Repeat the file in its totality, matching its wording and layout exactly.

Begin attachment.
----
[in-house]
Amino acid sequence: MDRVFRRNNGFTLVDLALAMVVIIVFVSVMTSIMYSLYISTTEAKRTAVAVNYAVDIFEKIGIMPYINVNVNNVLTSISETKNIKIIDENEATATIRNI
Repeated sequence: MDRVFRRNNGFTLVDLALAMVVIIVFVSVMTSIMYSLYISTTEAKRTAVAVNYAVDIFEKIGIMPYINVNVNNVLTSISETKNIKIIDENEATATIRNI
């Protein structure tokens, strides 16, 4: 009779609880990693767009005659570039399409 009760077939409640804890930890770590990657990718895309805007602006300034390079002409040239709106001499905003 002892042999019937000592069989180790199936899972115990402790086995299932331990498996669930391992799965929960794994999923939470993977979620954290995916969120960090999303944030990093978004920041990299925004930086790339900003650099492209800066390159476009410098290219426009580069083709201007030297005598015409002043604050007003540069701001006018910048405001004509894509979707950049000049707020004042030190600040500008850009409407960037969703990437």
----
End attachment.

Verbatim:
[in-house]
Amino acid sequence: MDRVFRRNNGFTLVDLALAMVVIIVFVSVMTSIMYSLYISTTEAKRTAVAVNYAVDIFEKIGIMPYINVNVNNVLTSISETKNIKIIDENEATATIRNI
Repeated sequence: MDRVFRRNNGFTLVDLALAMVVIIVFVSVMTSIMYSLYISTTEAKRTAVAVNYAVDIFEKIGIMPYINVNVNNVLTSISETKNIKIIDENEATATIRNI
């Protein structure tokens, strides 16, 4: 009779609880990693767009005659570039399409 009760077939409640804890930890770590990657990718895309805007602006300034390079002409040239709106001499905003 002892042999019937000592069989180790199936899972115990402790086995299932331990498996669930391992799965929960794994999923939470993977979620954290995916969120960090999303944030990093978004920041990299925004930086790339900003650099492209800066390159476009410098290219426009580069083709201007030297005598015409002043604050007003540069701001006018910048405001004509894509979707950049000049707020004042030190600040500008850009409407960037969703990437």